Bernhard Kronauers unit helped to stop the French advance. Under constant artillery and machinegun fire they took up their position on the right side of the regimental sector. During the next days French troops attacked in waves several times but were repulsed each time by artillery fire or in close combat. According to the regimental history the first wave often consisted of black troopers.
In Honnef the families of men fighting on the fronts were informed by reports in the local newspaper, the Honnefer Volkszeitung (HVZ). On July 14 it reported: “Failed advances by the French on the Somme. The French again carried out heavy attacks on Barleux and Estrées and received heavy losses once more”. The regimental history gives the following spine-chilling description: “The enemy suffered dreadful losses; despite the on-going war noise the wailing and screaming was audible for a long time”.
If his family knew where Bernhard was at the time these reports probably filled them with great concern. On July 17 the HVZ reported: “Along with the British in the north the French advanced in the south (Barleux, Estrées). Not only did these attacks fail, right to the west of Peronne (Biaches) their advanced positions were pushed back a little by our troops”.
‘Our troops’ meant Bernhards battalion also. On July 15 the brigade counterattacked aiming to straighten the German line and to move away from the Somme marshes. Biaches on the right and Flaucourt on the left were the objectives. On 8:30 PM I. and II./25 managed to advance 200 metres, taking heavy casualties. Machinegun fire from Le Maisonette ferme, which could not be taken by RIR 29 as planned, and from the centre of the regimental sector caused such casualties that the attacking force had to withdraw to its original positions. Hence ‘pushed back a little’ in the HVZ.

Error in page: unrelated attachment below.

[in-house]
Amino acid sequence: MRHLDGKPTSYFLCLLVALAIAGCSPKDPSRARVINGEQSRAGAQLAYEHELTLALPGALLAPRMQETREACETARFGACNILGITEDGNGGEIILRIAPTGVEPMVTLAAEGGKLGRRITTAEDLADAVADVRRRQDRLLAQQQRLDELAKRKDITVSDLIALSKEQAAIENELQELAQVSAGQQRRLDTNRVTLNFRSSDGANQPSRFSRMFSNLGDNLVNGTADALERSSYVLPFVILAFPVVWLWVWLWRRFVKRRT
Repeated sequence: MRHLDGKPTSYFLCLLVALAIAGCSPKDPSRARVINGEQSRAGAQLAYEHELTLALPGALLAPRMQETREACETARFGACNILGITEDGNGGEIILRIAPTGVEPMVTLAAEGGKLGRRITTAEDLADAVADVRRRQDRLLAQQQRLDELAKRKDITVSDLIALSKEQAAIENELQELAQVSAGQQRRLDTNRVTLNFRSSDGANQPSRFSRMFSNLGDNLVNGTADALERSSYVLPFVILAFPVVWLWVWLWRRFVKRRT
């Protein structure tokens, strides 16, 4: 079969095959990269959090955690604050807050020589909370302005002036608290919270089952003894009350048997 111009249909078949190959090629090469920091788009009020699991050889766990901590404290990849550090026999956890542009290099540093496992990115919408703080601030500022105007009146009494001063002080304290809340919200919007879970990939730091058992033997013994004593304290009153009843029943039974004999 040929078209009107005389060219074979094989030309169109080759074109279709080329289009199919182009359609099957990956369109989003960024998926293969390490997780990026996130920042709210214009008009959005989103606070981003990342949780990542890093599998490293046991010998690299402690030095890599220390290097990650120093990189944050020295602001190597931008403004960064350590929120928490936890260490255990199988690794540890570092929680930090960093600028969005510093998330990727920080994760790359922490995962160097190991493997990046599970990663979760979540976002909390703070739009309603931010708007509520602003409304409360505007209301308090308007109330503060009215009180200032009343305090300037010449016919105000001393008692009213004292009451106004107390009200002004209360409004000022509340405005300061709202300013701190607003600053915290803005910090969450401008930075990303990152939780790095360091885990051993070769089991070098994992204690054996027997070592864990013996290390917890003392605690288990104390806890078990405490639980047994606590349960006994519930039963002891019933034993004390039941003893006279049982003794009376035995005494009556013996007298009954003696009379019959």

The regimental history writes: “The losses of the last days were considerable”.
I./25 was relieved on the night of 18/19 July and was put on standby in Le Mesnil, on the east side of the Somme. In the afternoon of July 20 they were called back to assist the regiment in repelling a fierce French attack. Artillery fire in not yet seen intensity was a prelude to a further French attack that was again broken up by the German intervention.
On July 21 the regiment was relieved and lay in reserve at Le Mesnil and was pulled out on July 22. Nine days on the Somme cost IR 25 a staggering 1038 casualties, between 193 and 335 of them dead. Bernhard Kronauer survived this ordeal, 20 comrades of his Company did not. By the time the regiment returned to the Somme in November 1916 Bernhard would have joined them in the ranks of the fallen.
- Hirschfeld, G., Krumeich, G., Renz, I., 2004, Enzyklopädie Erster Weltkrieg
- Hirschfeld, G., Krumeich, G., Renz, I., 2009, Scorched Earth, The germans on the Somme 1914 – 1918
- Honnefer Volkszeitung 14.7, 17.7, 24.7, 4.8
- Hütmann, A. (1929), Das Infanterie Regiment von Lützow (1. Rhein.) Nr. 25 im Weltkriege 1914-1918
Also see Peter Folkers’ (‘Pierre Grande Guerre’) informative site: